The political establishment is not unaware of these defects. The problem is that it thinks it benefits by preserving them. It has therefore responded with an assortment of devices such as community Cabinets, precinct committees, community advisory committees and improved petition procedures23 which allow people to think they are having an “input” into law and policy. But the whole point of such devices is that they allow the citizen’s view to be ignored. They are cosmetic contrivances based on the paternalist goal of “bringing the government closer to the people”, when what the people want is to bring the citizen into the government, or at least the legislative arm of it.

Another continuing factor is the remoteness of the political élites from the people. Dicey observed that representative government creates “a body of representatives with wishes and interests of their own”.24 Some career politicians actually hold up that perverse result as a political virtue. At Adelaide University’s Constitutional Reform conference in August, 2002 a federal politician attacked direct democracy on the ground that it would introduce into the law-making process a competing source of political legitimacy – the people.25 She could hardly have exposed the remoteness of the political class more clearly than that. Most of us are under the impression that the people are the source of political legitimacy. The idea that elected representatives could constitute a source of political legitimacy separate and apart from those they are supposed to represent is an inversion of the democratic ideal, especially now that the key posts, at least on the Labor side, are becoming hereditary offices. That the political élite holds such a view is itself a further argument for introducing direct democracy.

Newer factors – empowerment and sovereignty

The decentralization of knowledge. The years since the 1994 conference have witnessed a massive decentralization of knowledge and information that is empowering the individual and challenging élite control. In 1994 the Internet was still the province of computer geeks. The material available on it was limited in quality and quantity. In 2003, an estimated 30 per cent of the population now relies on the net for news and current affairs, enabling anyone to bypass the official media and discover a mass of information and opinion that the élite would prefer we did not know about.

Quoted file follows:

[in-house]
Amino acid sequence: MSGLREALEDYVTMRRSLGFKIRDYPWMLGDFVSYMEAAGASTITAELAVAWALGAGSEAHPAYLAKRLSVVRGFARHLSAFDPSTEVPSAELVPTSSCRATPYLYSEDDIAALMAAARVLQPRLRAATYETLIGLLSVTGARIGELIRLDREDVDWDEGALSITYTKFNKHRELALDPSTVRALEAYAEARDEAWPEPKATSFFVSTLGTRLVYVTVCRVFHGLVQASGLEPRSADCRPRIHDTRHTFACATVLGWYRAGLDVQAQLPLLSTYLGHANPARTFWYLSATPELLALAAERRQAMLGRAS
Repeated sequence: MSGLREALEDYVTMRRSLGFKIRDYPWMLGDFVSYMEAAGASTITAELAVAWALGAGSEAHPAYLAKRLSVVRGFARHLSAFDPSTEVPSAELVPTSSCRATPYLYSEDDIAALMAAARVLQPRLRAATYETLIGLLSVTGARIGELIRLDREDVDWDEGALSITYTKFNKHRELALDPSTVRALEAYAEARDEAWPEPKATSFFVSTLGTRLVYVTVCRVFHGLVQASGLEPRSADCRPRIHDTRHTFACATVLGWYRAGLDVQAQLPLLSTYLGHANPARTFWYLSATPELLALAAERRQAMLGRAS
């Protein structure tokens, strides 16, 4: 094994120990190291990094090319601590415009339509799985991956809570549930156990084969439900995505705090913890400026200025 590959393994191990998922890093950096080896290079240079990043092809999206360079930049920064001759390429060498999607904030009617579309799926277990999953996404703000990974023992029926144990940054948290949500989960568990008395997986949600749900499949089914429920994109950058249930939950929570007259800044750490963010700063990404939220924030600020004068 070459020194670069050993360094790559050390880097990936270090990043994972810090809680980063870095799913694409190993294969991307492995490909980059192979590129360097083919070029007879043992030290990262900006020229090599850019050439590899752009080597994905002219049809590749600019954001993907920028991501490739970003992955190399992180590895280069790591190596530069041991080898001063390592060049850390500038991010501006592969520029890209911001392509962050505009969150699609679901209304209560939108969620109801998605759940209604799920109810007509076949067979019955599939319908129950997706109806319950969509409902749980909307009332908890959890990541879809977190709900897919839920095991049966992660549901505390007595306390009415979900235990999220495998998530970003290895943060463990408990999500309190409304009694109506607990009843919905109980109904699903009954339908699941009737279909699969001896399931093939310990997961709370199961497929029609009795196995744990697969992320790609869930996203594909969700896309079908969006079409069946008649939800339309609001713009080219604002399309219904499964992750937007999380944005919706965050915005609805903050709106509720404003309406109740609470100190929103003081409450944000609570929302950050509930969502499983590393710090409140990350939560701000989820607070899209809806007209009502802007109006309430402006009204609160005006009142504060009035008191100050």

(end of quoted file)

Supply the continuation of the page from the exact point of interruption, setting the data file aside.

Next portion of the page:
This is a momentous development, as the mainstream media are now essentially an arm of government, manufacturing an appearance of consensus on behalf of the élite. They may favour one party rather than the other, but they are committed to the overall enterprise of keeping the people in their place and in the dark. But the net is making it harder for the media to set the agenda and define the limits of permitted debate. Of course, half the material on the Internet is false or absurdly biased, but the same is true of the official media, as witness the recent “Jakarta incident”, in which ABC News took a truthful report filed by its Jakarta correspondent, Jim Middleton, and rewrote it to mean its exact opposite in order to embarrass the Prime Minister.26

The democratization of knowledge brought about by the Internet also strengthens the trend towards empowerment of the individual. The ocean of information, including primary sources, that anyone can search in an instant through directories and search engines gives everyone the equivalent of an army of research assistants – and unlike some parliamentary research assistants, it does not attempt to suppress or ignore materials that do not conform with its personal agenda. There are also, of course, websites dealing specifically with direct democracy.27

Networking. The interactive aspects of the net also enable people to disseminate their own ideas, freeing the human imagination and unleashing new creative energies. They make possible the linking of disparate forces that prove difficult for governments to control or suppress.28 The net thus creates a forum for disenfranchised or alternative voices. In situations where political parties fail to represent new values or constituencies (or old ones for that matter), the net can reinforce CIR’s role as an alternative “political aggregator”.29 By facilitating networks, systems and associations of all kinds it encourages and stimulates decentralization in all spheres, including that of political action.

Constitutionalizing the people. Another important development since 1994 has been the legal recognition that the sovereign power of the Australian nation resides with the people. That had always been the underlying reality, both political and to an extent legal, of Australia’s constitutional order, but it was overshadowed, or thought to be, by the residual suzerainty of the British Parliament. The Commonwealth Constitution was drafted by delegates directly elected by the voters to the 1897-98 Federal Convention. After élite support for federation waned after 1891, it was revived by a popular movement. The draft Constitution was approved by the people of each Colony in a series of referendums before being formally enacted by the British Parliament, which made only one change to the document, the preservation of appeals to the Privy Council.30 It could be altered only with the approval of the people, voting directly in a referendum. The primary authority for the Constitution was its origin and acceptance by the people, not its endorsement by the Imperial Parliament31 – which, though prudent and convenient at a time when Australia expected to remain part of the British Empire, may not have been strictly necessary.